Gallanter’s first line of attack was to ask the witness about conversations with his attorney, after the witness testified that he left town because his lawyer told him to come in and see him and talk to him. Gallanter characterized this as his attorney telling his client to take flight. The attorney, in the gallery, rose, objected and told the judge that even if the judge allowed this line of questioning to continue, he was going to advise his client to be taken into custody for contempt before he allowed him to answer.

The witness, sensing his attorney’s trepidation at this line of questioning, revised his answer to reflect that it was really OJ Simpson who first told him to leave town, not his attorney, and although he conceded that his attorney did know he was leaving the jurisdiction, that he was going to leave no matter what his attorney advised him, anyway.

Gallanter keeps the line of questioning going, hammering home the point that Alexander didn’t contact the police, didn’t call them and tell them he was leaving, didn’t call them and let them know that he was going to turn himself in after consulting with his attorney, and didn’t call them to let them know that a robbery had just taken place.

Galanter then gets into the witnesses anger at OJ and his state of mind when OJ laughed at him when Alexander asked if OJ was going to help him financially. Galanter also asks about a call Alexander made to Thomas Scotto, OJ’s friend and the groom in the wedding that all the participants were in town for. Alexander had called Scotto and left a message, which Galanter eventually played for the court. In the message Alexander can be heard essentially telling Scotto that if Scotto helped him with money, then Alexander could help Scotto with his testimony.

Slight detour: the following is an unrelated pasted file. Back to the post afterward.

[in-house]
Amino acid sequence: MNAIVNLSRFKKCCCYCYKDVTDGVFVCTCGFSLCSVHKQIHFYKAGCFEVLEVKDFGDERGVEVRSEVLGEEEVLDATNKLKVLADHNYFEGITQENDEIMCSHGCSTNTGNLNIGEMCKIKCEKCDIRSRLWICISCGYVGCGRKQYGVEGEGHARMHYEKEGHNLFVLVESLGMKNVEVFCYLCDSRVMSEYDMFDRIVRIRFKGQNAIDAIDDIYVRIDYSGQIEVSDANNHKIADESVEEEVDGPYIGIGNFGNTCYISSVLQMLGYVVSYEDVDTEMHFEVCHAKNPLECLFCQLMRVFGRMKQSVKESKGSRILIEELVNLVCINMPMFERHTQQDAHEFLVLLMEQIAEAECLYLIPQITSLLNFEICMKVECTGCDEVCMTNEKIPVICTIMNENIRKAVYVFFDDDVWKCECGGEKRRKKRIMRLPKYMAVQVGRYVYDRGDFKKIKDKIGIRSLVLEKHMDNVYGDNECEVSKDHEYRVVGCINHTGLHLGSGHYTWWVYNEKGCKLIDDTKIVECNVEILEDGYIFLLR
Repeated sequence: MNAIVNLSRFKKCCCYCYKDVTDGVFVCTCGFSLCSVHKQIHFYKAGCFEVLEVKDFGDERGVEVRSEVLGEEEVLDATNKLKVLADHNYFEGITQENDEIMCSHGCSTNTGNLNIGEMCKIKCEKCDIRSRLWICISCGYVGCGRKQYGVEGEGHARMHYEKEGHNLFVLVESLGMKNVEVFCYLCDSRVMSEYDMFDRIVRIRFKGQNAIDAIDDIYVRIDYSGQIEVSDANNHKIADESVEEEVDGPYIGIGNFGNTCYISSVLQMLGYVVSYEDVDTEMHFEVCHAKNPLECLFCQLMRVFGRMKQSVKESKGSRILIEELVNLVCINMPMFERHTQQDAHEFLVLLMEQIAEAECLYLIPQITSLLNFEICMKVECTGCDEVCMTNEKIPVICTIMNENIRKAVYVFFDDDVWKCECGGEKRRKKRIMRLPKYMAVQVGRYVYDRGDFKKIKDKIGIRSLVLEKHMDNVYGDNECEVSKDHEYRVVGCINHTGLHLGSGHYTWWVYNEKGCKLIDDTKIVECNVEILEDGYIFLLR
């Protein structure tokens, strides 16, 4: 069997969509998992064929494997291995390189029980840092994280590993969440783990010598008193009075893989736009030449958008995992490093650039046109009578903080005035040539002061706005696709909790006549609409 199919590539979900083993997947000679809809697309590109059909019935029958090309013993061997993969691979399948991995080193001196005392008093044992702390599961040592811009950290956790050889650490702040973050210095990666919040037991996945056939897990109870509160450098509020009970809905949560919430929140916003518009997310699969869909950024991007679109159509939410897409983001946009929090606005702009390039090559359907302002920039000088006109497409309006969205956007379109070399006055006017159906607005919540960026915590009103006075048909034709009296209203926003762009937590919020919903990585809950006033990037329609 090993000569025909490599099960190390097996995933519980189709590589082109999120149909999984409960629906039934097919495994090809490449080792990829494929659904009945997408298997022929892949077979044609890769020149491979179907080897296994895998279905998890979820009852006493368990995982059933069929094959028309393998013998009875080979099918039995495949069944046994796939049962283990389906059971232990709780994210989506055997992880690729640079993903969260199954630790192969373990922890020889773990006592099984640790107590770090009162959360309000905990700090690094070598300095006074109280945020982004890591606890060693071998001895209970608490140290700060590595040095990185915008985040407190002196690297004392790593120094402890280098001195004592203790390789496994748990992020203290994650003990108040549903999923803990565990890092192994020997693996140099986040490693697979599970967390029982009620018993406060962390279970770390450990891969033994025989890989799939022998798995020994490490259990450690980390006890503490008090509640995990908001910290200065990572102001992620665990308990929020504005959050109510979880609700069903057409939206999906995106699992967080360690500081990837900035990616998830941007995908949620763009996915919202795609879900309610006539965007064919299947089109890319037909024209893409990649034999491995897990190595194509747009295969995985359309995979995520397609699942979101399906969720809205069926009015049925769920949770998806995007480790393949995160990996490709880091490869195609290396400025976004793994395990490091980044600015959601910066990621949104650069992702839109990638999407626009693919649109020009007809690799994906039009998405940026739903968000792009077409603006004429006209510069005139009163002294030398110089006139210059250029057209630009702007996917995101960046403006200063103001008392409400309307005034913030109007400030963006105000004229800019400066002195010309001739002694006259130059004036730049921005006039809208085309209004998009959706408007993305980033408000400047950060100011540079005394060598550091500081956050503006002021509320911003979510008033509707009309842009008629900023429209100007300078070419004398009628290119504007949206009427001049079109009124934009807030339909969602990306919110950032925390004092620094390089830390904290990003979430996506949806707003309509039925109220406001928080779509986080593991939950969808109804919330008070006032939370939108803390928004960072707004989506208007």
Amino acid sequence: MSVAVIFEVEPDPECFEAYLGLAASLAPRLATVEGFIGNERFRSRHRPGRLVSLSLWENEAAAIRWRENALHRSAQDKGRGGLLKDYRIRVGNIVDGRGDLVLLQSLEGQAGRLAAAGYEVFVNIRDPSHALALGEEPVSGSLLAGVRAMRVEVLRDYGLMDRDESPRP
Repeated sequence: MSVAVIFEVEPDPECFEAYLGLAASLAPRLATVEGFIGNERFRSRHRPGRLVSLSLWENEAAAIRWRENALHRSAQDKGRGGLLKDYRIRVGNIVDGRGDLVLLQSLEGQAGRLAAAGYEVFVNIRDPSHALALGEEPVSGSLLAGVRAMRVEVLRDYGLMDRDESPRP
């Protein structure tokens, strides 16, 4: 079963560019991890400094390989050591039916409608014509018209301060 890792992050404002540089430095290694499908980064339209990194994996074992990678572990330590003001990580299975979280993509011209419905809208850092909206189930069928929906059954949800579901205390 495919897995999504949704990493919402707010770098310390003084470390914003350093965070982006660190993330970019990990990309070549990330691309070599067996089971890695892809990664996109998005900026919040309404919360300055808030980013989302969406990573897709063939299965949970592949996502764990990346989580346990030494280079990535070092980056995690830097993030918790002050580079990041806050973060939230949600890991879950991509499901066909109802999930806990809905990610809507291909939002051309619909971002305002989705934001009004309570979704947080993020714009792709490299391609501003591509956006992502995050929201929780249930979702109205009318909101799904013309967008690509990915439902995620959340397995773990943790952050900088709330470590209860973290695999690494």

And this is where Galanter really scores the big points, and earns his fee. The witness, under brutal cross examination and skillful questioning says from the witness stand that yeah, he was willing to help OJ out and “slant his testimony”, because really, in his estimation, this case could go either way. There were several interpretations, and since Mr. Roger, the District Attorney, had promised him a “deal” and not just a deal but “the best deal”, which ended up going to Riccio, who got immunity, well, why should Alexander be loyal to the state? If OJ and/or Scotto could help him out, well then, he’d help them out.

Un fucking believable, and seriously, a defense attorney’s dream to have a witness actually stay on the stand “Yeah, I can slant my testimony any way you want” and “Sure, I have publishers calling – Sure, I’m trying to make money…” I figured if OJ could write a book about the first trial, and his dead wife, and all those lawyers and everybody involved could write a book about the first trial you know, I could write a book about this trial.

Good lord.

And really, get this guy in front of a jury and what are they going to think when you have the witness actually testifying that he’s willing to not only sell his testimony to the highest bidder, but willing to testify in the light most favorable to whatever side gives him the best deal.

Credibility? Zero. And now he may as well be excused form the stand, because I believe nothing that he says. And there isn’t a jury in the world who is going to believe anything that he says.

But Galanter has a few other areas he wants to get into with this witness – especially his “forthright and truthful” statement that he gave to the police after he was arrested at the airport – and the fact that he told them his occupation was “realtor” – something Alexander is so proud of that it’s the basis for his whole felling “betrayed” by the DA’s office. With a felony on his record, he fears losing his realtors license and actually makes it a part of his plea agreement that the DA’s office will help him with the licensing board.